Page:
‘Steel Magnolias’: Back to the beauty shop

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‘Steel Magnolias” always seemed to be one of those “can’t top it” classics. A cult-favorite from 1989, the film detailed the friendship of a group of strong Southern women — played by Sally Field, Shirley MacLaine, Olympia Dukakis, Dolly Parton, Daryl Hannah and Julia Roberts, no less — who gathered and gossiped in a Louisiana beauty shop. Then the idea of a modern update was thrown around by producers Neil Meron and Craig Zadan, who were responsible for bringing “Hairspray” and “Chicago” to the big-screen. And then Queen Latifah, who appeared in the pair’s adaptations of those musicals, agreed to executive produce and star in the project. Suddenly, the idea of remaking the film actually seemed quite promising.

The finished product is no disappointment. Premiering Sunday at 9 p.m. on Lifetime, the film allows another all-star — and this time, all African-American — cast to tell the beloved story. Alfre Woodard, Jill Scott, Phylicia Rashad and her daughter, Condola Rashad, and Adepero Oduye join Latifah onscreen.

Woodard, who plays the role of Ouiser, originated by MacLaine, credits the story’s longevity to its focus on the universal principles of love and friendship.  “These women cross economic lines, all lines in that town,” Woodard explains of the characters. “They have their other friends and groups but [these are the women] that they share things with the way they would share with a sister. It is a trust that goes beyond the casual acquaintances we have.”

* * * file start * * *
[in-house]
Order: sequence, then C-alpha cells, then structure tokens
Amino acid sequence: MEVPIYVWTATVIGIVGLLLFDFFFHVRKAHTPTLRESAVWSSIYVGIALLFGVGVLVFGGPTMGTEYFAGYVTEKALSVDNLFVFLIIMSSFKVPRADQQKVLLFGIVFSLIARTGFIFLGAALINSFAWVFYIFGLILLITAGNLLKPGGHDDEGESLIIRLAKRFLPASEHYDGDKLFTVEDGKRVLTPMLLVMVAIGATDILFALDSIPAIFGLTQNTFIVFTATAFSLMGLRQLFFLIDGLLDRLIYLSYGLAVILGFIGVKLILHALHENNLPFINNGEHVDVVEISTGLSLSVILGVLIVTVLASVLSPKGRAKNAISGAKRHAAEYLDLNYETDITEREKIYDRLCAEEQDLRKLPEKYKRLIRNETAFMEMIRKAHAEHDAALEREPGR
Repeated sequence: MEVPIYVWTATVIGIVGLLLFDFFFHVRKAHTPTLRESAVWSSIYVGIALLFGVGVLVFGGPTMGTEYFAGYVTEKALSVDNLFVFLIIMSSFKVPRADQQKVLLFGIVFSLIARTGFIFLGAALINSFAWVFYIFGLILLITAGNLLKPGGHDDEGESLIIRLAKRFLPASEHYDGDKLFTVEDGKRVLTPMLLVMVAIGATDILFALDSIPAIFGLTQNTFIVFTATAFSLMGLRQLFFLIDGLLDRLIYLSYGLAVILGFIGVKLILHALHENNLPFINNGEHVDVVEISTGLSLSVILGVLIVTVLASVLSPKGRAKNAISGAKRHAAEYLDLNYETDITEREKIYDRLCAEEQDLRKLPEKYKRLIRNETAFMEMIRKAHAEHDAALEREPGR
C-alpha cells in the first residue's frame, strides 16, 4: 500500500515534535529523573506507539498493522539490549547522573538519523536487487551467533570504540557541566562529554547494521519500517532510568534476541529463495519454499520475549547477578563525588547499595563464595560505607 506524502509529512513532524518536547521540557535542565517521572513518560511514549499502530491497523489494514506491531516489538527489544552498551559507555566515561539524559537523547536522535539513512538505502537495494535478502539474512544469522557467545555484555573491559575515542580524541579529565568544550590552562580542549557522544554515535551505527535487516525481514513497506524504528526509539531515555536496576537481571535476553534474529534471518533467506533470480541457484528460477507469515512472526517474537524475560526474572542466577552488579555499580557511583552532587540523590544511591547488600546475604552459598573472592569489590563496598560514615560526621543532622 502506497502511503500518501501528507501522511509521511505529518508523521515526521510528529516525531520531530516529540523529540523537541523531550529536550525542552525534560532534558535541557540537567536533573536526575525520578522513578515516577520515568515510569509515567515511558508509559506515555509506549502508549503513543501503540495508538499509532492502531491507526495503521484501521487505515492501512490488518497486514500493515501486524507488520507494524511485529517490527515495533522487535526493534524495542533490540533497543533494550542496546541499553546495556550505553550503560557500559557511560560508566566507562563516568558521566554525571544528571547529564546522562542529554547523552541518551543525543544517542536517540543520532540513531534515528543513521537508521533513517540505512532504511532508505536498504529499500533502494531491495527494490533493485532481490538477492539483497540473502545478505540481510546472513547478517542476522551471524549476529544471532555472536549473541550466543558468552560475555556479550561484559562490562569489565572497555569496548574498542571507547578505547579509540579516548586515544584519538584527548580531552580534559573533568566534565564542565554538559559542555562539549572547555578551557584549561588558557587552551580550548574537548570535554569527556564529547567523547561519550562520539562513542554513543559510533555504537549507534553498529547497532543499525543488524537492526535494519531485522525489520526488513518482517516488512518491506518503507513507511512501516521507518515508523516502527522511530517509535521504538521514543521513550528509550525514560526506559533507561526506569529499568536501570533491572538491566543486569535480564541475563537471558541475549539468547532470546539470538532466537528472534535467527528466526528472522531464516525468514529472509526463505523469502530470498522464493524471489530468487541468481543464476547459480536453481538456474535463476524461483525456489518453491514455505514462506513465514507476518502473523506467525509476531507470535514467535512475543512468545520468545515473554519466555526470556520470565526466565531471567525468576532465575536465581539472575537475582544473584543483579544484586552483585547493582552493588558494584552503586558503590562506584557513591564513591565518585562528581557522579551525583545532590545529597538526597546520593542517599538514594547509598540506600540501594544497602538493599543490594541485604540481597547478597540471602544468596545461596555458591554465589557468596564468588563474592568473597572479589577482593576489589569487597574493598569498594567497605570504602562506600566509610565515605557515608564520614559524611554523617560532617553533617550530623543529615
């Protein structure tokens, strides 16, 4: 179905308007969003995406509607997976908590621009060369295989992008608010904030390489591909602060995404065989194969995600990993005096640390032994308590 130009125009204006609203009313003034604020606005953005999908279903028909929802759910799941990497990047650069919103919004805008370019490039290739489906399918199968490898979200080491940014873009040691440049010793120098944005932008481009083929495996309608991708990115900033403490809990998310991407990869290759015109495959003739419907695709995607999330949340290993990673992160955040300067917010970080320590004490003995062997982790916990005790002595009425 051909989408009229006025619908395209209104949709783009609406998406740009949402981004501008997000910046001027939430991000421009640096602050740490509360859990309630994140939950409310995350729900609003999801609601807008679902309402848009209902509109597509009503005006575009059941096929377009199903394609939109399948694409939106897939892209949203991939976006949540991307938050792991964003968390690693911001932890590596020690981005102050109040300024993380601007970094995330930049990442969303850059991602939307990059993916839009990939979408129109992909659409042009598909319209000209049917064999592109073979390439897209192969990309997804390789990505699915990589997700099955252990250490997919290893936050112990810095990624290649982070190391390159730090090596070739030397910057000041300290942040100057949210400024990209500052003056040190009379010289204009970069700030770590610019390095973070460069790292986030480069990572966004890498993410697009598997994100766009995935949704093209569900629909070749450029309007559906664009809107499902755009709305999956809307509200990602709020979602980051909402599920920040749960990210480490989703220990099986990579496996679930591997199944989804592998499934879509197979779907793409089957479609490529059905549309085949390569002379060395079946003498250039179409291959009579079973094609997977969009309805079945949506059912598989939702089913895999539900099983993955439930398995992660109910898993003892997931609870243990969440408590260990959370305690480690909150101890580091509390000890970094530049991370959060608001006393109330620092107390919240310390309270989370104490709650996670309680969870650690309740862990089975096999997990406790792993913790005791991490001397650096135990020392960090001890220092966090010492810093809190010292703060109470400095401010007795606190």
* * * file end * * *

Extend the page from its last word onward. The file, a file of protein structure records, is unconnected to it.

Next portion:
Woodard considers the “chosen family” that the characters — and people in real-life — surround themselves with. “You’re born into a family, and you’re lucky if you get along with them,” she says. “You choose other people because you recognize them.”

It’s that recognition — the reflection of ourselves within the women of “Steel Magnolias” — that makes the film so special. “It’s filled with characters — and when I say characters, it’s about people,” Woodard says. “You can recognize them. Most of the things we see now in cinema, we can enjoy, but we wouldn’t know any of those people in our lives. [This is a film about] characters — real people — as opposed to cinematic events.”

Woodard on Ouiser:?It’s good to be bad

Woodard enjoyed sinking her teeth into Ouiser, the colorful, unrepentant battle-axe of the group. “It was liberating,” she admits. “In life, you always have to behave as if you’re being a responsible citizen and neighbor.  You have to behave all your life!”

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Originally seen on http://rnbphilly.com/

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